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Toxicol Sci 2009 Apr 01;1082:344-55. doi: 10.1093/toxsci/kfp025.
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Bisphenol A disrupts Notch signaling by inhibiting gamma-secretase activity and causes eye dysplasia of Xenopus laevis.

Baba K , Okada K , Kinoshita T , Imaoka S .

Bisphenol A (BPA) is being recognized as an endocrine-disrupting chemical (EDC). Recently, several reports indicated that BPA affects the central nervous system (CNS) during embryonic development. However, the molecular mechanism of BPA in the CNS is not well known. Here, we show that BPA affected Notch signaling by inhibiting the activity of the Notch intracellular domain (NICD) cleavage-related enzyme, gamma-secretase (gamma-secretase), at the neurula stage of the Xenopus laevis. BPA caused various morphologic aberrations including scoliosis, eye dysplasia, and loss of pigments in the X. laevis tadpole. These abnormalities were seen whenever BPA was used at the neurula stage. In addition, the expression levels of several marker mRNAs at the neurula stage were investigated by RT-PCR, and we found that the mRNAs expression of ectodermal marker, Pax6, CNS marker, Sox2, and neural crest marker, FoxD3, were decreased by treatment with BPA. These genes contribute to the neural differentiation at the neurula stage, and also the downstream factors of Notch signaling. Injection of NICD but not a Notch ligand, delta 1, rescued the abnormalities caused by BPA. We subsequently assayed the inhibition of the activities of NICD cleavage-related enzymes, tumor necrosis factor alpha converting enzyme, and gamma-secretase, by BPA and found that BPA inhibited the gamma-secretase activity. Furthermore, we expressed presenilin, a main component of gamma-secretase, in Escherichia coli and found the direct binding of BPA with presenilin. These results suggest that BPA affected the neural differentiation by inhibiting gamma-secretase activity, leading to neurodevelopmental abnormalities.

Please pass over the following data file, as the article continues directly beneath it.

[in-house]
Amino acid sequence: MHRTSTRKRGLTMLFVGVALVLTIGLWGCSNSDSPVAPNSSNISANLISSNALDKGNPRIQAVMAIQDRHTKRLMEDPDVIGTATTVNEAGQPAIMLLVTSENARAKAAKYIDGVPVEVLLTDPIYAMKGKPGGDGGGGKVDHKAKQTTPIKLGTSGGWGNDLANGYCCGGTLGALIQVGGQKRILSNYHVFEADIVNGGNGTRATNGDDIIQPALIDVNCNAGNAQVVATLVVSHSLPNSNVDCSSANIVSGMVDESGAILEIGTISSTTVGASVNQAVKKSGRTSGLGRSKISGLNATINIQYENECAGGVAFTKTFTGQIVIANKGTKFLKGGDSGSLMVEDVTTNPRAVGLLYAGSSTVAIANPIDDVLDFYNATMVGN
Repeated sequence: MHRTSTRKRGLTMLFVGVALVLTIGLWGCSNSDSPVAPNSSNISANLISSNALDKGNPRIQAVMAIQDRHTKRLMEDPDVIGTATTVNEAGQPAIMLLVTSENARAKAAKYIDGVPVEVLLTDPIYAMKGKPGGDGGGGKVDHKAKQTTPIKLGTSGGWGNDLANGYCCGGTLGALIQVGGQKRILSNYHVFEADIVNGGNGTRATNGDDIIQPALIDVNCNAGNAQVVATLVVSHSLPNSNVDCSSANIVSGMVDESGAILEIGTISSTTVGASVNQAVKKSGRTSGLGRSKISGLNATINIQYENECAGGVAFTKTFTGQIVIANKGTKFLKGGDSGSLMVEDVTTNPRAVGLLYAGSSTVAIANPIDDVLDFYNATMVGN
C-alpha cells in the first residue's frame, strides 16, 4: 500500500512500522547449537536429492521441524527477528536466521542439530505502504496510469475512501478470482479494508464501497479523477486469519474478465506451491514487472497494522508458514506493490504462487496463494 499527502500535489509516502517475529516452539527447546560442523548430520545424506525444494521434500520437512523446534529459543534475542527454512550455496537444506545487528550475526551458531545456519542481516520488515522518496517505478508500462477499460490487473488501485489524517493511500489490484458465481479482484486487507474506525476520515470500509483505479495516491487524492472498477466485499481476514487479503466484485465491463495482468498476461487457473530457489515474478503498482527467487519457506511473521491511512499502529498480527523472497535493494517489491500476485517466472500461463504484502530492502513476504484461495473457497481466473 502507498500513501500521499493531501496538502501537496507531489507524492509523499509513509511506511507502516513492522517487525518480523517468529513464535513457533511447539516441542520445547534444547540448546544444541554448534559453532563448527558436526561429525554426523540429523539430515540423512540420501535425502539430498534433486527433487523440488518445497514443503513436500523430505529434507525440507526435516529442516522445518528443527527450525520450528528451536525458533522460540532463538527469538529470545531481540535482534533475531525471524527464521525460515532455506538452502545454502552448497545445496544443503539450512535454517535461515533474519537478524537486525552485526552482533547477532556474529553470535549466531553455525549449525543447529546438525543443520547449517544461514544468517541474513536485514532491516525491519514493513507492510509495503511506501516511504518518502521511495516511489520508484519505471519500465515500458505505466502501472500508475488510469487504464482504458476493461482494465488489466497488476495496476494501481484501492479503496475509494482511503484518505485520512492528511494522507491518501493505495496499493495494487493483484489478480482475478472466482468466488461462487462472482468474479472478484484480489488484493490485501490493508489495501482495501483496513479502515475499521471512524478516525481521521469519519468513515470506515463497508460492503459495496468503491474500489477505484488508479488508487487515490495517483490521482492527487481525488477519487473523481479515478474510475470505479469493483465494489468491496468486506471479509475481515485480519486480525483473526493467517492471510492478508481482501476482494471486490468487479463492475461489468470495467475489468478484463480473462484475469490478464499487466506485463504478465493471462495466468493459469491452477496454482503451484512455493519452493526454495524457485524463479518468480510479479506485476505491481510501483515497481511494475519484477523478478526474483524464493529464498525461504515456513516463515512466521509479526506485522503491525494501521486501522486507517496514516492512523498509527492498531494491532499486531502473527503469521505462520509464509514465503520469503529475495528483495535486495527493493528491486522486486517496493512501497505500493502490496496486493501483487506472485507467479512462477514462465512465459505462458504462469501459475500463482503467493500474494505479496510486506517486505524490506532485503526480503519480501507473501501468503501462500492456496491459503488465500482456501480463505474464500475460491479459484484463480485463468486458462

PubMed ID: 19218331
Article link: Toxicol Sci

Species referenced: Xenopus laevis
Genes referenced: foxd3 notch1 pax6 sox2